Late 20th- and 21st-Century Art
Building a 21st-Century Collection in a Traditional Museum
John Ravenal, Sydney and Frances Lewis Family Curator of Modern and Contemporary Art
This lecture will address the way in which a curator builds a collection of new art within the context of a traditional museum. Specific themes that will be discussed include the balance between taste and judgment, new materials and new media, globalism, hybridity, and mystery. The work of artists such as Julie Mehretu, Ryan McGinness, Fred Tomaselli, Kehinde Wiley, Bill Viola, and Teresita Fernandez, among others will be explored.
Delving into Design
Margaret Hancock, Art and Design Educator
Design is all around us — from the basket carried at the grocery store to Sol LeWitt's Wall Drawing #541 admired outside Virginia Museum of Fine Art's Sydney and Frances Lewis Galleries of Modern and Contemporary Art. Through the review of design concepts and completed works of art, this presentation explores the fundamentals of design. Innovation, aesthetics, elements of art, manipulation of forms and ideas, and collaboration are addressed. By delving into design, participants gain a sense of design literacy and discover how to think like designers.
Gesture: Abstract Expressionists
Sarah Eckhardt, Assistant Curator of Modern and Contemporary Art, Virginia Museum of Fine Arts
From brushstrokes to drips and palette knives to spray cans, this lecture explores the role of the artist’s mark in several iconic paintings from the Virginia Museum of Fine Art's 20th- and 21st-century collection. While abstract expressionists such as Jackson Pollock and Willem de Kooning, whose bold, energetic, and seemingly messy applications of paint are best known, a wider range of artists experimented with similar techniques. From European avant-garde artists experimenting with brutal brushstrokes of German expressionism and the loose, automatist lines of French surrealism to African American artist Norman Lewis’ explorations of black and gray tones, the marks of all these artists register an array of varied responses that run the gamut from playful to political.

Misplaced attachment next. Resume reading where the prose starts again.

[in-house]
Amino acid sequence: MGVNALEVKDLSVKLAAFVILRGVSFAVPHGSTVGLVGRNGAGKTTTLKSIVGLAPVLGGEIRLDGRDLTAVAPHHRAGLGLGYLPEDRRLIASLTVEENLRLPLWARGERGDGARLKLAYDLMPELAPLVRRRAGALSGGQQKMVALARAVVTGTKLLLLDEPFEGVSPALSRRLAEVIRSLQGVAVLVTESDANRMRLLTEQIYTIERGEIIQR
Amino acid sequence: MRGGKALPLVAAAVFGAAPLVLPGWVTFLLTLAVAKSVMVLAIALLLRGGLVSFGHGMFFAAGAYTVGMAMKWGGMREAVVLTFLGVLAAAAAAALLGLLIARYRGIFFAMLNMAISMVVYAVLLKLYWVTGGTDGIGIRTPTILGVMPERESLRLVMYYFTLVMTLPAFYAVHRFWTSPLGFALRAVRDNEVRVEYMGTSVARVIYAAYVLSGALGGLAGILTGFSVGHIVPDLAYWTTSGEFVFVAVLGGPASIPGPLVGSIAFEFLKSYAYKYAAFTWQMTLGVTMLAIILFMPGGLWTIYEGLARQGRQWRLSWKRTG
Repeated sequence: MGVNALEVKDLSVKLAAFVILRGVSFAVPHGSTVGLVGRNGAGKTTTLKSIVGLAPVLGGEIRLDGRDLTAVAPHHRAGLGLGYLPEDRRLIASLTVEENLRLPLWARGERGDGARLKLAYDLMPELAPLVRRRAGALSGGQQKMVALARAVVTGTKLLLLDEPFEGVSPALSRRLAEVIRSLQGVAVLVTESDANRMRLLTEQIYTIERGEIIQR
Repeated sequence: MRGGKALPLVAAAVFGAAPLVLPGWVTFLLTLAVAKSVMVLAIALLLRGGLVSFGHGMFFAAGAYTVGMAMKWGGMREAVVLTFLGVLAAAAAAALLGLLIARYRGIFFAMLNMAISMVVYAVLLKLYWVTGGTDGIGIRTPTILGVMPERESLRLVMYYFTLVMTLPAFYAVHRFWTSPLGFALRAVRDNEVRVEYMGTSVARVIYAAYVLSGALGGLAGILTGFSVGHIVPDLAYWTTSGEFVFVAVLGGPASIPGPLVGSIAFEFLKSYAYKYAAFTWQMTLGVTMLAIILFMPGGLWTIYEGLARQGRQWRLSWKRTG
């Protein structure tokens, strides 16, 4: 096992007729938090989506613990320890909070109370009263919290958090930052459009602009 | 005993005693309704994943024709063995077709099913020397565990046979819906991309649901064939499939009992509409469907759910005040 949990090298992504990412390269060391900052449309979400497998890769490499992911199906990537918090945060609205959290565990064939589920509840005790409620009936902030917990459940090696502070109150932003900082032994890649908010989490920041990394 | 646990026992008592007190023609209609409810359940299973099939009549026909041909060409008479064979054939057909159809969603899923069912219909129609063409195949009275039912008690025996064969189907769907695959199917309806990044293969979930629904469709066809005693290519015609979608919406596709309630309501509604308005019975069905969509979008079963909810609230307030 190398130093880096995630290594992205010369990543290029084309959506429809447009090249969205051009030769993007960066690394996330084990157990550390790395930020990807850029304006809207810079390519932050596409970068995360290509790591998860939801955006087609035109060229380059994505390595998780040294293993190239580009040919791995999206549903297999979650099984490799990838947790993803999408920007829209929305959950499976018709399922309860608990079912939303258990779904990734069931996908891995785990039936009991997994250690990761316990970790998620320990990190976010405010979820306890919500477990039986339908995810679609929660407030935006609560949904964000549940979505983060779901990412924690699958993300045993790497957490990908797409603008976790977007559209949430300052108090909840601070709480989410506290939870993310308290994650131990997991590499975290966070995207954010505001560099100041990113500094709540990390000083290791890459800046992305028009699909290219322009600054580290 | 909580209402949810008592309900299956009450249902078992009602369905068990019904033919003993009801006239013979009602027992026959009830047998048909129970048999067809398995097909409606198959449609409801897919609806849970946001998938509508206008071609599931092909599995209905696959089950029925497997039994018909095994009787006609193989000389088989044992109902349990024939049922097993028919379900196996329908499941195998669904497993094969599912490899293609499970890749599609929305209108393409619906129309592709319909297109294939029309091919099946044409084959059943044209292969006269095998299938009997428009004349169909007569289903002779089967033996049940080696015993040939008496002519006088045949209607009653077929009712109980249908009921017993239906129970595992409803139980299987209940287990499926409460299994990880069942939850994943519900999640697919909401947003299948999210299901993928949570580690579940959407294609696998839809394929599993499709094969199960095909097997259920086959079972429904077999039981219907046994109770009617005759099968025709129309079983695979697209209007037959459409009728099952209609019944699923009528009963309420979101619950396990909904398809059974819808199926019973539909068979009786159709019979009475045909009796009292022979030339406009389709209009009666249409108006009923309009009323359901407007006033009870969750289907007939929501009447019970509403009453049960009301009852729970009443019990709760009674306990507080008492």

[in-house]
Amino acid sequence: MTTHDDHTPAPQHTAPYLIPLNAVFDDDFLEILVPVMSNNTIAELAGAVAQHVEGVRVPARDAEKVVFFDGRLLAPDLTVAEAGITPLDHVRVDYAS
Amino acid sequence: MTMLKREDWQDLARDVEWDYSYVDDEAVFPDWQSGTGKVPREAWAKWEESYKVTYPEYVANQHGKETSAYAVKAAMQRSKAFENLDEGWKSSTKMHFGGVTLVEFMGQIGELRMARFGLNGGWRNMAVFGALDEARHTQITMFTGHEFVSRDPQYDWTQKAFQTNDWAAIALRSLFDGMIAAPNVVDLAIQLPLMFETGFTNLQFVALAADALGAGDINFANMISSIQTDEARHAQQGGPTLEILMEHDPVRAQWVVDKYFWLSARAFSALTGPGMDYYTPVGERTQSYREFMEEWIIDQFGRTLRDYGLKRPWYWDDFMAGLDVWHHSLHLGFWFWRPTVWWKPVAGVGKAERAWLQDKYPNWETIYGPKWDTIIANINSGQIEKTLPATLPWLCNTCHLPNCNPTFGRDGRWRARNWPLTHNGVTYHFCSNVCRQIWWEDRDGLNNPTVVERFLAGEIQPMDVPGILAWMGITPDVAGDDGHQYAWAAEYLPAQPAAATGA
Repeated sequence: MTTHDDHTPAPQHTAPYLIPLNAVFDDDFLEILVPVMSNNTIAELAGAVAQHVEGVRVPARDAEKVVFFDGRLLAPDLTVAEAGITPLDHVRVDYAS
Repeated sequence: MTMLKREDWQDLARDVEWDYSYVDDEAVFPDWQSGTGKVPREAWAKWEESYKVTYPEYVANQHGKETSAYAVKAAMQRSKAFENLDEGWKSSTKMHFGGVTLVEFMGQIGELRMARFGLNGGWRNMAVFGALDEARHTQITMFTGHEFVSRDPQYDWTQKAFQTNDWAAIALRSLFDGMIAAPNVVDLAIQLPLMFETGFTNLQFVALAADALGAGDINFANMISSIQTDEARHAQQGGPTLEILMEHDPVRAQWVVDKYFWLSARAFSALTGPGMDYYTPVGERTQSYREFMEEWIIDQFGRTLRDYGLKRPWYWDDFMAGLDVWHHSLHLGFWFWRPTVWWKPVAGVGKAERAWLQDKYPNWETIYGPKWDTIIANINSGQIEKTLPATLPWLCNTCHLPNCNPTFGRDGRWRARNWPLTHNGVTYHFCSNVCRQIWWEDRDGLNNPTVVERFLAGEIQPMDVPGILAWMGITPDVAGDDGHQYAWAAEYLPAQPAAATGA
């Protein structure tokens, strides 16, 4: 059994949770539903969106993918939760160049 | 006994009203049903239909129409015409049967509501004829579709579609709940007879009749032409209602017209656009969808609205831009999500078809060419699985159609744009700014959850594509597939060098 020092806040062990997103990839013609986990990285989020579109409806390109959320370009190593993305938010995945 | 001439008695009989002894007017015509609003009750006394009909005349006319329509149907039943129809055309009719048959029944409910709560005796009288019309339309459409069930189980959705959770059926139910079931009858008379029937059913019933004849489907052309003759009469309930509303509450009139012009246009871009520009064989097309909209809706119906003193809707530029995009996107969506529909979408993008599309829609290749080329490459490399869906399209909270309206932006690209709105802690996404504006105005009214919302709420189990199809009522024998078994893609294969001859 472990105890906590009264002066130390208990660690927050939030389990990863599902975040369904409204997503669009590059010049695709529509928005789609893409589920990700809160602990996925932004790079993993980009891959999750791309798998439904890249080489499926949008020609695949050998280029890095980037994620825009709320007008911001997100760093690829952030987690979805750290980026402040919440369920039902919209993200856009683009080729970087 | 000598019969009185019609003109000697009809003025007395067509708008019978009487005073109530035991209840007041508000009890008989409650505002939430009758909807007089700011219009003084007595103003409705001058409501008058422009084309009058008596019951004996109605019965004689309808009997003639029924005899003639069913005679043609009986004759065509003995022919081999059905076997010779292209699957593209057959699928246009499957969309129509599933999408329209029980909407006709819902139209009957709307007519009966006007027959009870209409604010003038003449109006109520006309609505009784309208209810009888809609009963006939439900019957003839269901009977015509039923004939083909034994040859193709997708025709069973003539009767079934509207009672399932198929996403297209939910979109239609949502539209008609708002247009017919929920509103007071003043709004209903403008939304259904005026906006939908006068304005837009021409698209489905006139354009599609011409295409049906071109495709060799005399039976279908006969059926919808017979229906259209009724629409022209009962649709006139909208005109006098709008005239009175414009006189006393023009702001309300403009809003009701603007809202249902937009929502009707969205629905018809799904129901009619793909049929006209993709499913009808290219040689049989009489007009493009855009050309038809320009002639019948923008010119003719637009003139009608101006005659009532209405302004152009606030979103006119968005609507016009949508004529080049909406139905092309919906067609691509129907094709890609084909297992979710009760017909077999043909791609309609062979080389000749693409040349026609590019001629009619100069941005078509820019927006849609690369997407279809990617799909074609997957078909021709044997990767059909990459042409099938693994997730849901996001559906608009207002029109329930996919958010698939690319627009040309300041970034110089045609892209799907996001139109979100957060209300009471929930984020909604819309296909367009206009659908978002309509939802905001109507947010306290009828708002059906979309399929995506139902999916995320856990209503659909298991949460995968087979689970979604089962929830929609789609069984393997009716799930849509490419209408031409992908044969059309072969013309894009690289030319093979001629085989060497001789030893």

Return to the Flame or Retreat from the Heat: The New Wheel Order
Steven Glass, Resident Potter VMFA
Two of Great Britain’s finest academic, ceramic art institutions recently closed their venerable, scholarly doors. Harrow Westminster and Camberwell, both in London, were hallowed ground for Twentieth Century potters and sculptors. Bernard Leach, Hans Coper, Lucie Rie, Mick Casson and Katherine Pleydell-Bouvierie are only a few of the “sacred ghosts” that must wonder, from their graves, what happened. The same thing will happen in America if ceramic art educators lose awareness of what made the craft movement possible after the Second World War. The New Wheel Order is a restoration and expansion of the notion of function in ceramic art. It involves the consideration of optical warmth as well as optical worth and regards function beyond mere utility. It asks the question, “When does meaning occur,” that is to say the actual experience of art. Does this experience happen in the museum, gallery or the kitchen? There is so much careerism masquerading as education that the salient issues of Craft and Creativity are often elided right out of the conversation. The New Wheel Order is akin to Cezanne’s quest for the truth as he said, “Truth lies not in verisimilitude but in how things are.” VMFA Resident Potter Steven Glass will discuss these ideas and conduct a power point presentation of contemporary ceramic art.
Pop Art: Blurring Boundaries
Lulan Yu, Adult Programs Coordinator, VMFA
“It was hard to get a painting that was despicable enough so that no one would hang it—everybody was hanging everything . . The one thing everyone hated was commercial art; apparently, they didn’t hate that enough either.” Roy Lichtenstein.
Pop Art brought mass culture into museums and galleries in the early 1960s, radically changing the course of art by eliminating the boundary between “high” culture and everyday life. This talk surveys the American Pop Art movement, highlighting artists Andy Warhol, Roy Lichtenstein, Claus Oldenburg, Ed Ruscha, Tom Wesselmann and Marjorie Strider
Scouting the Postmodern Film Frontier